We Need To Talk About Kevin

It's Rosemary's Baby meets Robin Hood meets Supernanny...

 

4 and a half stars

 

 

We Need To Talk About Kevin

 

Director: Lynne Ramsay

Starring: Tilda Swinton, John C Reilly, Ezra Miller

 

We Need to talk about Kevin - No bonding going on here!

Imagine The Omen, stripped of its pulpy Old Testament trimmings, and laid bare as the story of what parents do with a nightmare child. Lynne Ramsay's sparse and elliptical adaptation of Lionel Shriver's 2003 novel focuses on a lone parent's loveless relationship with her difficult, but super-bright son, the unspeakable crime he ends up perpetrating, and its grim aftermath for his broken, haunted mother.

 

Ramsay's script breaks up the narrative into titillating chunks. It begins with Eva (Tilda Swinton), applying for a blue collar clerical job and afterwards being slapped on the face on the street. "I'll call 911," says a helpful passer-by. "No," responds an embarrassed Eva, brushing away the attention. "I deserved it."

 

The film flits between Eva's life in the present, living in a low-rent shack that is regularly splattered with red paint, and her life before as a travel writer, living an affluent life with her husband, son and eventual daughter. The film gives us keyhole peeks at what happened in between. She visits her son Kevin for a series of awkward, silent encounters in prison, which Ramsay intercuts with Kevin's birth, and a blank, disconnected Eva sitting in the hospital while her husband, Franklin (John C Reilly), does the cooing thing.

 

We Need to talk about Kevin - no communication between mother and son

We see scenes of Eva sometimes trying to - and sometimes not - find a connection with her infant son. But even at toddler age, he refuses to engage, instead locking himself into a battle of wills with his mother. Whether this is due to of an absence of any bonding period between the two of them immediately after birth is left unexamined.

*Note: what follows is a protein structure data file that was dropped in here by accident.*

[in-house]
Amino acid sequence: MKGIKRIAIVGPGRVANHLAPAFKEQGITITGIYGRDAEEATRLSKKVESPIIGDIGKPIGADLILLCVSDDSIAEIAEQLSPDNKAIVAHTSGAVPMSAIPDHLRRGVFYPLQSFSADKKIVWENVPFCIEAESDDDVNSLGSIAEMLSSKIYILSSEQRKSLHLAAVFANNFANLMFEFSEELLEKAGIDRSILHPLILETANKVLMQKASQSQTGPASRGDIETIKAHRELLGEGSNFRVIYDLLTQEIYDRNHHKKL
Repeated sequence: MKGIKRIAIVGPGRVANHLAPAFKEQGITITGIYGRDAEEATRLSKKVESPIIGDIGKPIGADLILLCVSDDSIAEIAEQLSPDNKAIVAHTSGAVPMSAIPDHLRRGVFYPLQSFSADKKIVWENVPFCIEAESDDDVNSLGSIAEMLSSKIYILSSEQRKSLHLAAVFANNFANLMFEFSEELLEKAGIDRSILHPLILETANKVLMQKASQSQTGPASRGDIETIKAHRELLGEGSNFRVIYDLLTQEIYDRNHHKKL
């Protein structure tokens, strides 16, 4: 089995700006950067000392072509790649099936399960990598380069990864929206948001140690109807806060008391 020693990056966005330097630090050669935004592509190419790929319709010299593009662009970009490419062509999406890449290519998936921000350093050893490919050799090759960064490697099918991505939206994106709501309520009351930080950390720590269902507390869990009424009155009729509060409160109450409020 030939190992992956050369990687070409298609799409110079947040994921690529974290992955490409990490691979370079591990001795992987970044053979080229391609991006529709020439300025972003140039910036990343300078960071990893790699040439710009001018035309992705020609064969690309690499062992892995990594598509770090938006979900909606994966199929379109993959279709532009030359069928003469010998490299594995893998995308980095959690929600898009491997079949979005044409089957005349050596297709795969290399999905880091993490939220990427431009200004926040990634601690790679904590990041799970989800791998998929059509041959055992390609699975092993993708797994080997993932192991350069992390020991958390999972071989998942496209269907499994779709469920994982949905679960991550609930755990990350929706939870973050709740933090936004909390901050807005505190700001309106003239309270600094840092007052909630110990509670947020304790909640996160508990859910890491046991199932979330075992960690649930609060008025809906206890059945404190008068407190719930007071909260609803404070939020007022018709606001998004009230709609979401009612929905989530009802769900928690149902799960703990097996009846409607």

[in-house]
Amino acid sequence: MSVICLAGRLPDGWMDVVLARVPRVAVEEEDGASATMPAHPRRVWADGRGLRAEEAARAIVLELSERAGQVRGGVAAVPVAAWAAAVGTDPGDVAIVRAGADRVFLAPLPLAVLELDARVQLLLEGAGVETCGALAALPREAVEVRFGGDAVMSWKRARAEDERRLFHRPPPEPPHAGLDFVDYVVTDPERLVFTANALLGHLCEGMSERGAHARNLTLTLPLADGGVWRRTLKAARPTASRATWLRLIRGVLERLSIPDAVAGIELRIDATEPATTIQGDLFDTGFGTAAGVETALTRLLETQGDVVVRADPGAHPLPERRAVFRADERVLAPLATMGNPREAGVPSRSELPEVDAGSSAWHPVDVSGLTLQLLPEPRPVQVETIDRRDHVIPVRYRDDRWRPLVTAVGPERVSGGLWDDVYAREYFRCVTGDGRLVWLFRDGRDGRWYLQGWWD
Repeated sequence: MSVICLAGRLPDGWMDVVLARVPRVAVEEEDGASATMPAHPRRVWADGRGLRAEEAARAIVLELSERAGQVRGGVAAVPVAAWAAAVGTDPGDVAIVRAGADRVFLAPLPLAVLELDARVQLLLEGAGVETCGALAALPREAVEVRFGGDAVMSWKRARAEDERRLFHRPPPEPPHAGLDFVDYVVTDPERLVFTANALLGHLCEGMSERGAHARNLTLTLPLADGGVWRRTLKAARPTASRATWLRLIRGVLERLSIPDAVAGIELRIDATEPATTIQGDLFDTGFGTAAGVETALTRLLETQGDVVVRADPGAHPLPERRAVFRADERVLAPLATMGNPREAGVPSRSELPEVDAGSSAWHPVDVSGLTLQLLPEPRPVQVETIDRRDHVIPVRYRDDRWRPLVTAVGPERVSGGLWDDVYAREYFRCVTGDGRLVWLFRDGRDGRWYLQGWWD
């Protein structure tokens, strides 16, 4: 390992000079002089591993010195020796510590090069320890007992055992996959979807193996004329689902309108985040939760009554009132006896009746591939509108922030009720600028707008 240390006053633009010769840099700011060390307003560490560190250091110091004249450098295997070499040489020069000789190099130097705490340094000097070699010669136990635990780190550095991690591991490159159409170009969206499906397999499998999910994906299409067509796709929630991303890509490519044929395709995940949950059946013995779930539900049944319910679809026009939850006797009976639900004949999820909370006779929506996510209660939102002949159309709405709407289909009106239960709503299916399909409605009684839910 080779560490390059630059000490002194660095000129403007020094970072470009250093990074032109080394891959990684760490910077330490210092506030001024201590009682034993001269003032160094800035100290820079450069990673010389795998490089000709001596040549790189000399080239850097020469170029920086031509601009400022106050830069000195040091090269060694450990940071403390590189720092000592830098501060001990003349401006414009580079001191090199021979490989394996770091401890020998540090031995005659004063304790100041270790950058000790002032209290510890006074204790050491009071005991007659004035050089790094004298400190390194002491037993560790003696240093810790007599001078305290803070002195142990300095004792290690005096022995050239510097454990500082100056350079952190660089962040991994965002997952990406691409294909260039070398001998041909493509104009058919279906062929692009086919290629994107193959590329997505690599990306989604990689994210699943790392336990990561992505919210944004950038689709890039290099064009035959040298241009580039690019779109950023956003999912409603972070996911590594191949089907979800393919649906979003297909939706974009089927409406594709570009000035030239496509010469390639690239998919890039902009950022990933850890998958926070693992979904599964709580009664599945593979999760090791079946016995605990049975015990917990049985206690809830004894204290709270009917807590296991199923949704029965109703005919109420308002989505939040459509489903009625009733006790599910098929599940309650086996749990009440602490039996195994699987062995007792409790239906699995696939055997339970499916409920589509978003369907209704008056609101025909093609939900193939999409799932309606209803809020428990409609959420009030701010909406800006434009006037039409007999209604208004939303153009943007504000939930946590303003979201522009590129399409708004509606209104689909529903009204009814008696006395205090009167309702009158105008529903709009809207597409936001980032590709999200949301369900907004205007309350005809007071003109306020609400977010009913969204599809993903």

In fact, Ramsay shies from choosing a side on the nature versus nurture question that the film inevitably throws up. So, the real monster of the piece is either Eva or Kevin, depending on your point of view. Kevin is either a sociopath by having been starved of maternal love, or he's one by accident of nature.

 

Ever manipulative, Kevin shows a different face to his father, who clearly dotes on the smiley, cheesily effusive son he's presented with. But Franklin is a sometimes too peripheral character in the film version. He sees his wife berating their infant son for stopping her career dead, yet we don't see enough of them together to understand why these two emotional opposites could stay a couple for so long, or how he could remain so blithely oblivious to there being a such problem with their child.

 

We Need to talk about Kevin - Mother and Father sit in stunned silence

Despite the narrative trims, Ramsay's film is a deftly constructed piece. Her screenplay, co-written with her partner Rory (not the actor) Kinnear, is lean and precise and light on dialogue, as if to wriggle itself free from the curse of the literary adaptation.

 

The visuals are bleakly beautiful, as are the performances. Swinton is fantastically controlled as Eva, with as much concealed as expressed, and Ezra Miller radiates cold brilliance and self-satisfaction as the sociopathic Kevin. Some may feel uneasy at its queasiness to choose a side - to truly demonise either Eva or Kevin. But its ambiguity is its strength. It'll get under your skin for sure, and afterwards you'll definitely need to talk about it.

 

Steve O'Brien

 

 

See its rather overdramatic and thus unindictative trailer by clicking on this box below:

 

 

We Need To Talk About Kevin
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CLONE WARS

'Jenny Agutter or David Dixon?

Dear Fan Can,

Imagine my surprise when, upon watching the TV version of The Hitchhiker's Guide to the Galaxy, I noticed that Jenny Agutter was playing Ford Prefect!

I checked and it turned out it was an actor called David Dixon instead. Are you sure they aren't the same person?

I have time on my hands, but I am not mad.

Yours,

Edna Wellthorpe (Mrs)

 

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